CONCORD — Texas Gov. Rick Perry arrived in New Hampshire under indictment Friday, but also as a hero of sorts to many fellow Republicans in the Granite State.
While Democrats quickly blasted him as a bully and said the New Hampshire GOP has a history of supporting “scandal-plagued bullies,” Perry told the New Hampshire Journal in an interview he believes most Granite Staters understand that the action that led to his indictment was his defense of the “rule of law.”
Perry had been scheduled to appear in court in Travis County for an arraignment on Friday morning, but his attorneys earlier in the week filed a not guilty plea on his behalf, waiving the appearance. Instead mid-day Friday, he was relaxing a the Hilton Gardens in Manchester enjoying the cool weather and preparing to get started on his highly-publicized six-stop foray into the first-in-tne-nation primary state.
“The motto of the state is ‘Live Free or Die’ and that is a good reflection of a lot of the people here,” Perry told the Journal. “They understand the importance of liberty and freedom and they are willing to fight for the rule of law, and that is what this boils down to.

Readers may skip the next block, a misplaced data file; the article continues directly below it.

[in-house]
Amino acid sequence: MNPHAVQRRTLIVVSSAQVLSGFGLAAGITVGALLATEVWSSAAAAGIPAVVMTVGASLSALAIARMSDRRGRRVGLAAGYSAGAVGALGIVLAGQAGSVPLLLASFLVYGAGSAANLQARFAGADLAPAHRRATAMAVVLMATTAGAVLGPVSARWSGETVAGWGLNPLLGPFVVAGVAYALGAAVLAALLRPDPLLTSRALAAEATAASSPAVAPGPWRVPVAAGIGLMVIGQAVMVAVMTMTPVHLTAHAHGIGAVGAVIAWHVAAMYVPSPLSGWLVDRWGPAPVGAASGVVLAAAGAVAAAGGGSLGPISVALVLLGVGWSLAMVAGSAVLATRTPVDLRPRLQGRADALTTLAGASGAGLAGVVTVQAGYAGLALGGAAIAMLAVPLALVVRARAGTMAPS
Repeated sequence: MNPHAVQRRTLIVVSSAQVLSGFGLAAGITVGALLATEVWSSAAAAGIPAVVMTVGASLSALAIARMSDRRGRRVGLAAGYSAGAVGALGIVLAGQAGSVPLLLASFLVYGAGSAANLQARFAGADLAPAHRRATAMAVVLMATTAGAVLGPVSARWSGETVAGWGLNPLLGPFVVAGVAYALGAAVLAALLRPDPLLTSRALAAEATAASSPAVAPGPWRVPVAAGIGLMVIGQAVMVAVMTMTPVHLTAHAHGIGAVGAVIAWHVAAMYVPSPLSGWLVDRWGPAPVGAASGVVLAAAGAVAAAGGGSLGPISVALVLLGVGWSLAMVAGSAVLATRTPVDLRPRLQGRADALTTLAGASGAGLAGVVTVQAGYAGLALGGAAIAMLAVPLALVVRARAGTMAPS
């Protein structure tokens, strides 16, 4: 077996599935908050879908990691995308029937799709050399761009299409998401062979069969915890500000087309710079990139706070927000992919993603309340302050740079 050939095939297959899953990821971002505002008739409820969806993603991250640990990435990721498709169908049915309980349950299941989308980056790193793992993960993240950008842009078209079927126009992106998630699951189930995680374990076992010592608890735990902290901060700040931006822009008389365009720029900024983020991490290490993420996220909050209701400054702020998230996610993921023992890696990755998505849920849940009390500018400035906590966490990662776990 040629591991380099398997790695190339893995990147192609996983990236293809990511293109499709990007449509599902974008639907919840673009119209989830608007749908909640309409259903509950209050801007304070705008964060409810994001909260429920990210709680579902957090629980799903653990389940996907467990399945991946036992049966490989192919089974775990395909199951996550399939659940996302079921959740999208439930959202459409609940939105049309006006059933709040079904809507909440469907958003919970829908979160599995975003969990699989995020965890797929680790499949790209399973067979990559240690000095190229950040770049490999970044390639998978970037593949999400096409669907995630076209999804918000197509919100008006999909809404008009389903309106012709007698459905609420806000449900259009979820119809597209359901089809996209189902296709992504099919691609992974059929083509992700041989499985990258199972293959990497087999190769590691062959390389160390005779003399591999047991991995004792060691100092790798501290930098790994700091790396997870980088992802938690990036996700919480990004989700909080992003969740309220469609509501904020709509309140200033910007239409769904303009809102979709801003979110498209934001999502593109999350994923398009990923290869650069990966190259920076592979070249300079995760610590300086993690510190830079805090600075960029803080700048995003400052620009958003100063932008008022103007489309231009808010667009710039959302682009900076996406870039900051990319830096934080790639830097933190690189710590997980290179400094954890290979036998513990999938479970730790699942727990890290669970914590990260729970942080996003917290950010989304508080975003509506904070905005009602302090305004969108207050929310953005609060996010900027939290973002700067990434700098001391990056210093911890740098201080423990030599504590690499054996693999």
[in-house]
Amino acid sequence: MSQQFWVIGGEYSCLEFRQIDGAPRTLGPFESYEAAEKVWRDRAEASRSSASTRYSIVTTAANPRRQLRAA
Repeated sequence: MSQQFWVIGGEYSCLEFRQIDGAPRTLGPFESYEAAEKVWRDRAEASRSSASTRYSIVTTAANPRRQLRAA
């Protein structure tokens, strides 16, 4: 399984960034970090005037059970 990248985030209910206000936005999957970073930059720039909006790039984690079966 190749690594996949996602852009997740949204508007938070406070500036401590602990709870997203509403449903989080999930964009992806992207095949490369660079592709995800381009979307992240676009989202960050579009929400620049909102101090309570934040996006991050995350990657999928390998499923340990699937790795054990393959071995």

“Any objective observer who looks at that video” of an obviously intoxicated District Attorney Rosemary Lehmberg “abusing law enforcement officials and being booked into the county jail at almost twice the legal (blood alcohol) limit, and then take into account that she was involved in the Public Integrity Unit that would prosecute drunk drivers and unethical behavior by statewide public officials, it became clear that the vast majority of the people of the State of Texas would not support that office with state dollars.
“I’m sworn to uphold the laws of the State of Texas and one of the requirements is to have good judgment and good judgment is to say in this case that we’re not going to support an agency that is headed by someone who has shown such poor judgment.”
Perry said he was shocked when the grand jury brought back the indictment last Friday, but he noted that “the vast majority of observers,” including Democrats David Axelrod and Lanny Davis, as well as Prof. Alan Dershowitz, “have called this outrageous or sketchy. Lanny Davis said that those who supported this were no better than Joe McCarthy.
“Obviously the people of the Granite State are all about the rule of law and protecting the rule of law,” he said. “It is a straight up question of does the governor have the right to issue a veto and make judgment calls. I’m leaving office in five months. I’m concerned about future governors of Texas. Their authority should be protected so that they can make judgment calls.”
Prior to the interview, Democrats hit Perry hard on his claim that the indictment was a political ploy.
Texas state Rep. Lon Burnam, in a conference call with reporters arranged by the Democratic National Committee, said Perry “is a master of misinformation” because while Perry “is trying to say this is partisan, the people who were involved in this indictment were not.”